Clothes were flammable in the Georgian era , children were left unsupervised in kitchens and there were  some horrific accidents. Many of the victims were female-of the 14 located in 1816, 10 were female, and almost all of these were in the kitchen unsupervised. Mary Furniss –a child-was boiling milk for her father’s breakfast in London when a spark set her pinafore alight. Mary Wood, another London child, was burned after she was toasting bread for herself. There most poignant case was perhaps that of Susannah Smith, a ten-year old, who died after setting fire to herself in the kitchen. However, she was only partly singed and there were no marks on her body; however, it was revealed by the coroner that a mere 3 weeks earlier in her domestic job in Portugal Street she had had a serious accident in the kitchen which had nearly killed her; the corner decided that the cumulative effect of the two accidents had killed her.

They were almost all described as “accidental death” by the coroner. Sometimes the authorities would offer advice that was not very comforting. When Thomas Burton burnt himself from a spark, bursting into flames, his mother left the room to find water and the poor boy followed her. She was told sternly that the correct procedure was to roll the child on floor, preferably with a carpet. She could not find water; she probably did not have a carpet or indeed a fireguard. Indeed, the poor, with their unguarded fires, were the main victims.

Death by burning was linked to gender, age, poverty and overcrowding. Servants such as Mrs Ann Odell of London were burned to death when she was ordered to find coal late at night with only a candle to guide her to the cellar. She was found dead the next morning; the lack of coal was obviously not noticed.

Children spent a lot of time in kitchens. Charles Chouby was playing with his sister in the kitchen and she put some glue on his clothes; a spark lit the glue and he died the next day. Hannah Sales died when she tried to light a candle in the darkness with another one that was about to go out.

What could you do if your inflammable clothes caught fire? The Hoxton apothecary James Parkinson, who later codified the symptoms of a shaking palsy which now bears his name, suggested that the right course of action was not to rush around or open doors to summon help- both caused the draughts of wind that fed the fire. The thing to do-counter-intuitively perhaps- is to sit on the floor and shout for help, which caused no fatal winds, and extinguished the fire where it touched the ground.

Most victims did not die immediately. They “lingered” in the local infirmary, mostly in agony and death was regarded as inevitable. Eleanor Whitford of Exeter may have survived if she had not set herself alight on a Saturday night. No coach could be found. When a coach was found her agonising screams and convulsions made it impossible to get her on the coach. When she arrived at the Infirmary, the night keeper refused to call the surgeon. She died the next morning, although she probably wished she had died earlier.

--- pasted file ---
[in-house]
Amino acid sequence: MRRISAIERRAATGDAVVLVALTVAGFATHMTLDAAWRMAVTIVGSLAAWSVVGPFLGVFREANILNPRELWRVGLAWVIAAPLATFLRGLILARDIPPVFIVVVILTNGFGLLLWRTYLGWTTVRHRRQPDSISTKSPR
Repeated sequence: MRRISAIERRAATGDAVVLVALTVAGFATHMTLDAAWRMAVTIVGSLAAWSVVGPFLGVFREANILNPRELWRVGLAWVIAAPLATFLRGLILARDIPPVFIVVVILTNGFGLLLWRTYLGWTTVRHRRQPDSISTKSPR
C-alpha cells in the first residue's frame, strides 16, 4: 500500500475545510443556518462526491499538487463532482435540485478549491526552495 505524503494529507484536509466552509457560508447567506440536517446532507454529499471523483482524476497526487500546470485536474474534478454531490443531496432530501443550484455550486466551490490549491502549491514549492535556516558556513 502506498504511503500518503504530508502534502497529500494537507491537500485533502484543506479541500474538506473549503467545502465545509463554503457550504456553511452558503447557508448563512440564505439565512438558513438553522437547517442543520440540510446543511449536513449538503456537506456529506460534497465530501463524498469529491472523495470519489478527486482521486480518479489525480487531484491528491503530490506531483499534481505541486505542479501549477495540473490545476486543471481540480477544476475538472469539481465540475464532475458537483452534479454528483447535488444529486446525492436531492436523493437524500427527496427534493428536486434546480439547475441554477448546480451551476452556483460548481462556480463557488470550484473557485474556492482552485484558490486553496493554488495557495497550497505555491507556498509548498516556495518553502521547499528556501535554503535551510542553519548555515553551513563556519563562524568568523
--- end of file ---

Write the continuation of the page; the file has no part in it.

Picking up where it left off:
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The biggest fire calamity of 1816 was on 12 February in Mitchelstown, County Cork. A farmer, described in some newspapers as opulent and others as respectable, was holding a barn dance to celebrate the wedding of his daughter. There was a fire in the centre of the barn, which had burned safely until the end of the evening. The farmer, Mr Chamberlaine, wanted the flames put out safely and requested that water be found. However, an overzealous guest accidently threw a bowl containing spirits and the barn went up in flames very quickly. There was no chimney in the barn and the construction and its dry agricultural products made sure that it burnt quickly. The main exit was locked and 20 people burned to death, including the blind female fiddle player. The death toll rose to 25 in the next few days, and the bodies had to be identified through size and location of remains. Most victims were interned as ashes, for they had been cremated by the intensity of the fire.

The situation did not change much until the second half of the century. This newspaper report comes from 1840; although the fact was ‘awful’ there still seemed little desire to do much about it.



Please consider my social history books on the Georgians and Victorians

The Dark Days of Georgian Britain– a political and social history of the Regency. More details here

Passengers – a social history of Britain 1780-1840 told through travel, transport, roads and hospitality. More details here

Radical Victorians– A history of the reform movement in Victorian Britain, with pen portraits of both famous and obscure reformers. More details here

Voices of the Georgian Age- details here (Amazon link)

All my radical Britain books here


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